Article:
FISD officials: diverse student groups on the rise


FISD officials: diverse student groups on the rise

Frisco ISD is a global school district, Superintendent Jeremy Lyon said.

According to the Texas Education Agency, in the past five years FISD’s student population has increased by about 16,000 students. Frisco students are more racially diverse than ever before, district officials said. The Asian population in particular has grown exponentially, accordingFISD officials: diverse student groups on the riseFISD officials: diverse student groups on the rise to TEA reports.

In most school districts in Texas the largest minority group is Hispanic, but the Asian population is the largest in FISD at 17.9 percent. The Hispanic population is the second largest at
14.4 percent, according to FISD.

“In [FISD] our fastest-growing population is the Asian population, and these [families]are coming from all over the world specifically to work, live and have their children educated in Frisco; we’re very proud of that,” Lyon said.

Because of the increased number of diverse student groups the district has increased its student programs, multicultural activities, staff diversity and programs for parents, Lyon said.

Language and ESL growth

According to TEA data from 2014-15, the top three non-English languages spoken in FISD are Spanish, Telugu—spoken mainly in India—and Korean. Most of the top non-English languages spoken in FISD are different Asian languages.

Meredith Choate, FISD bilingual and English as a Second Language coordinator, said this is the most she has seen Asian languages grow in FISD since she started in the district.

Choate said the department added more staff and is encouraging teachers to earn ESL certifications.

“Our [ESL] program has changed the most by raising the level of awareness in classroom teachers of what good ESL instruction is, what good language instruction is and helping them see that ESL teaching strategies that are critical for ESL students can also be great teaching strategies for all of our students,” Choate said.

Choate said one of the greatest resources the district has for ESL students is their peers.

An ESL student will be paired with another student from the same culture or a student the teacher feels will encourage the ESL student to develop a further knowledge of English.

“In nature, ecosystems are the strongest and most resilient when there is great diversity. So from a biological standpoint diversity is something to be valued because it builds resiliency and strength within that particular community, and it’s really not that much different in human populations.”

-Jeremy Lyon, Frisco ISD superintendent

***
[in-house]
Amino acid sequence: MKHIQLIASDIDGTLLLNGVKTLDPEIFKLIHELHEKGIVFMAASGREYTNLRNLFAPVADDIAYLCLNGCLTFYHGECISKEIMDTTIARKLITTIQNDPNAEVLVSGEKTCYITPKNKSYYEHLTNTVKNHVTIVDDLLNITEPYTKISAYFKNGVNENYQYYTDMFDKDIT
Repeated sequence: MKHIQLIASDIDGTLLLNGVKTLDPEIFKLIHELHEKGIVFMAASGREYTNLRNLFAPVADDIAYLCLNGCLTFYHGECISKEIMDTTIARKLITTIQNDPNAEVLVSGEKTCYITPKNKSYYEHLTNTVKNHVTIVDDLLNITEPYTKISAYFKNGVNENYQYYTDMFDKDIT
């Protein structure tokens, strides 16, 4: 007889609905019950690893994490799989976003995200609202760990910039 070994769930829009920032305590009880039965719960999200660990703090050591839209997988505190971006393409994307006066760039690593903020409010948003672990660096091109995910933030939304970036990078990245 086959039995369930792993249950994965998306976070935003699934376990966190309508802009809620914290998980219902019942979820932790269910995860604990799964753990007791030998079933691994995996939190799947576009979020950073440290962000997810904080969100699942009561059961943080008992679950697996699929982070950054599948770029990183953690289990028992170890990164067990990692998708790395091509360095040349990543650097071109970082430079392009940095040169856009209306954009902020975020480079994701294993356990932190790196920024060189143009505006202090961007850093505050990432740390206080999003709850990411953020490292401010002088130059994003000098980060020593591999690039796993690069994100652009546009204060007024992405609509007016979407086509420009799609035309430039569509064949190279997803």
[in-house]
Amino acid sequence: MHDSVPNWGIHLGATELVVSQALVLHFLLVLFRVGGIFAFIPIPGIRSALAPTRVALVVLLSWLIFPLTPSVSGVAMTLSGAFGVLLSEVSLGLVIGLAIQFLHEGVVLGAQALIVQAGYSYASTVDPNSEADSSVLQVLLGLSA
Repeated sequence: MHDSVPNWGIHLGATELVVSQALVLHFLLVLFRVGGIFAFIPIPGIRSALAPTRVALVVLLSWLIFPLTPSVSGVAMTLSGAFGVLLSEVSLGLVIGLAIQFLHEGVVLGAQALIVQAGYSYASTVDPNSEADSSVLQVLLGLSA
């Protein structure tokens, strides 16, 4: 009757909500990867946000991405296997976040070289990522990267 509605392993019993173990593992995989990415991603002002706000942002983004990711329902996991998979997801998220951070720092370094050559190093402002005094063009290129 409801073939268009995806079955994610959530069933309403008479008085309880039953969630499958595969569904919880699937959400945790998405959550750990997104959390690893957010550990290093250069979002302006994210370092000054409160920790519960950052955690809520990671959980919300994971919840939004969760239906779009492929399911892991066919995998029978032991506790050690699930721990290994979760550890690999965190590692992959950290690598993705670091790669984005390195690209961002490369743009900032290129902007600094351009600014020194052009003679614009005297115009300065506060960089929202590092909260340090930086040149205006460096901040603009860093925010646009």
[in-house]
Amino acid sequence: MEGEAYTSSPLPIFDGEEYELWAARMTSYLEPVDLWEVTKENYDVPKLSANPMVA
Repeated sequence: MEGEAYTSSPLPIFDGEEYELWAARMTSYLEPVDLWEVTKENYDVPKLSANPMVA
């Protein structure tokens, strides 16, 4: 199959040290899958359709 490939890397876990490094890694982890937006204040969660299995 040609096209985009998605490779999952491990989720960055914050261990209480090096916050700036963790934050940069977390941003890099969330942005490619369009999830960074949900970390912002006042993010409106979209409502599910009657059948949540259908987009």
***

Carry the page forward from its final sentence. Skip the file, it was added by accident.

Diversity programs

Lyon said the district encourages campuses to welcome and recognize different cultures that students bring to the schools. On many campuses, Multicultural Night is held once a year. Students and their families make displays and wear traditional attire representing their culture and heritage.

Other programs, such as Multicultural Minute, also recognize different cultures.

Multicultural Minute is a short segment during a school assembly in which a student speaks about his or her cultural background.

“The Multicultural Minute began because I was thinking of a way to make multiculturalism a focus in the school on a more regular basis rather than just one night a year,” said Tammy Meinershagen, the inclusivity chairwoman for FISD’s Council of PTAs.

Bledsoe Elementary School is the only FISD school with Multicultural Minute, but Meinershagen’s goal is to expand the program throughout the district and encourage more parents to be involved.

FISD’s Diversity Task Force focuses on maintaining an educational environment that is committed to high expectations for all staff, students and the community by promoting equity, embracing diversity, and encouraging active participation on the part of families and the community.

Kranti Singh, the task force’s chairwoman, is the assistant principal at McSpedden Elementary School where last year the Asian student population was the largest percentage (68 percent) among all student groups.

One of the initiatives of the task force is to recruit a diverse group of teachers to add to the district’s staff, Singh said. The group visits universities and seeks teachers that reflect FISD’s student population.

Singh said the task force is working on initiatives, including updating the district website and implementing programs, to involve more parents and remove language barriers.

“Sometimes when parents don’t know the language they tend to refrain from participating in school activities or programs,” she said.

Lyon said diversity is embraced throughout the district’s strategic plan by establishing campus-based programs for greater understanding and awareness in the Frisco community.

“This beautiful diversity we have in Frisco allows us to truly reach our goal, of being a global world-class school district because that’s the audience we have, and that’s what we’re serving,” Lyon said. “So there’s tremendous opportunity and abilities we have to celebrate our diversity.”

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Nicole Luna is the Senior Reporter for Frisco. She covers development, transportation, education, business and city government. She has a bachelor's degree in Journalism and Spanish from The University of Texas at Arlington and has been with Community Impact Newspaper since June 2015.
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